Product Details Supplier Info More products

Cloudis has developed an XML interface to enable third-party applications to export data to its CMPIC cable management software.

The interface is based on an XML schema, which Cloudis is willing to supply to interested parties.

The XML interface is an alternative means of interfacing to CMPIC via its standard API and complements the existing interfaces between CMPIC and CAD systems.

‘In short, the XML interface allows for the input of nodal network data into CMPIC – cable trays, ladder racks, trenches and so on – to create the network initially,’ said Dr Ian Darbyshire, technical director at Cloudis.

‘You could also import cable and device data as well as other information such as cable types, area, codes and system codes,’ he added.

As the network is modified, a new XML file is created containing any modifications to the nodal network such as deleted trays, new trays, new penetrations and modified tray sizes.

This new file then updates the nodal network held in CMPIC.

In conjunction with this process, Cloudis has developed a facility that it refers to as Bulk Network Update.

This carries out a number of automatic functions when the network is updated via a new XML import.

Among other things, CMPIC identifies cable routes that have been affected by modifications to the network.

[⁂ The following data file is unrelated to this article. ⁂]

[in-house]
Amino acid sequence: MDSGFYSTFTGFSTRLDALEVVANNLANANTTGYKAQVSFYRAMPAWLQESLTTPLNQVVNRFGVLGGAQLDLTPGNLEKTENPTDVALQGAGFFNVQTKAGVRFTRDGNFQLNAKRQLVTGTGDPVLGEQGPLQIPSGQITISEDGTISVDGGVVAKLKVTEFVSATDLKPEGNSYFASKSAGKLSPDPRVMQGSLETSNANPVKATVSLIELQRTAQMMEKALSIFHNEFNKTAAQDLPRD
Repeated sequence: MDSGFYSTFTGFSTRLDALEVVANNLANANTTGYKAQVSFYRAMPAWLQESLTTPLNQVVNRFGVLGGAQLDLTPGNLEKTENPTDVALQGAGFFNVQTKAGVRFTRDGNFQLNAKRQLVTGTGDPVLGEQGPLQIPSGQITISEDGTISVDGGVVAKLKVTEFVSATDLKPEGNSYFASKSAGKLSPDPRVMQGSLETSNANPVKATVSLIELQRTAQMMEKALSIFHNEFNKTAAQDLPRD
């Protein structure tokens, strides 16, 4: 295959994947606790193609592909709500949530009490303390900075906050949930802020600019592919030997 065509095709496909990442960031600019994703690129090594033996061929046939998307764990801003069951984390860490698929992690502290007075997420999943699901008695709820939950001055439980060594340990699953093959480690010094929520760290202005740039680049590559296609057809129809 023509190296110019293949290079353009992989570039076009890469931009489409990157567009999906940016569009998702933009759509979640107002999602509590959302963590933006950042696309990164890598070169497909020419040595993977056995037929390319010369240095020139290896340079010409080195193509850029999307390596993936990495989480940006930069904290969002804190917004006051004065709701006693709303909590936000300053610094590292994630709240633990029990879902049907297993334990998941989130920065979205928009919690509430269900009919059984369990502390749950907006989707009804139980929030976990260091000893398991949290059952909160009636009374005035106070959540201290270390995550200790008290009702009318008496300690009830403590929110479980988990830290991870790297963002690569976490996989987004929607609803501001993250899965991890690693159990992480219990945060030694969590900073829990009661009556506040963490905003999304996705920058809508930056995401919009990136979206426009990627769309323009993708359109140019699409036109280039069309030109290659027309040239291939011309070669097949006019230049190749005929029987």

It looks for breaks and other changes in these cable routes caused by the network update and suggests new routes within pre-set parameters using the modified network.

The software also creates a log file showing how existing routes have been affected, such as being shorter, longer and so on.

It also shows any cables that, because of the network update, no longer have routes.

These functions are carried out automatically by the software and respect the routing rules, which are an important feature of CMPIC.

The engineer is then left with the list of cables where just his input is required rather than potentially hundreds.

This is an iterative process that is repeated as the nodal network and associated cable routes mature.

‘This approach allows for the design of the nodal network to continue and mature, while at the same time enabling cables to be routed and managed,’ said Darbyshire.

‘For the cable router it means that most of the work carried out before network modifications need not be repeated because CMPIC helps him minimise the rework.

‘From a project management point of view, cable routing need not wait until the network is complete.

‘In addition, designers can help reduce on-site installation rework by waiting longer for the cable routes to become stable, thereby mitigating the time pressure and subsequent errors that cabling can suffer from,’ he added.

View full profile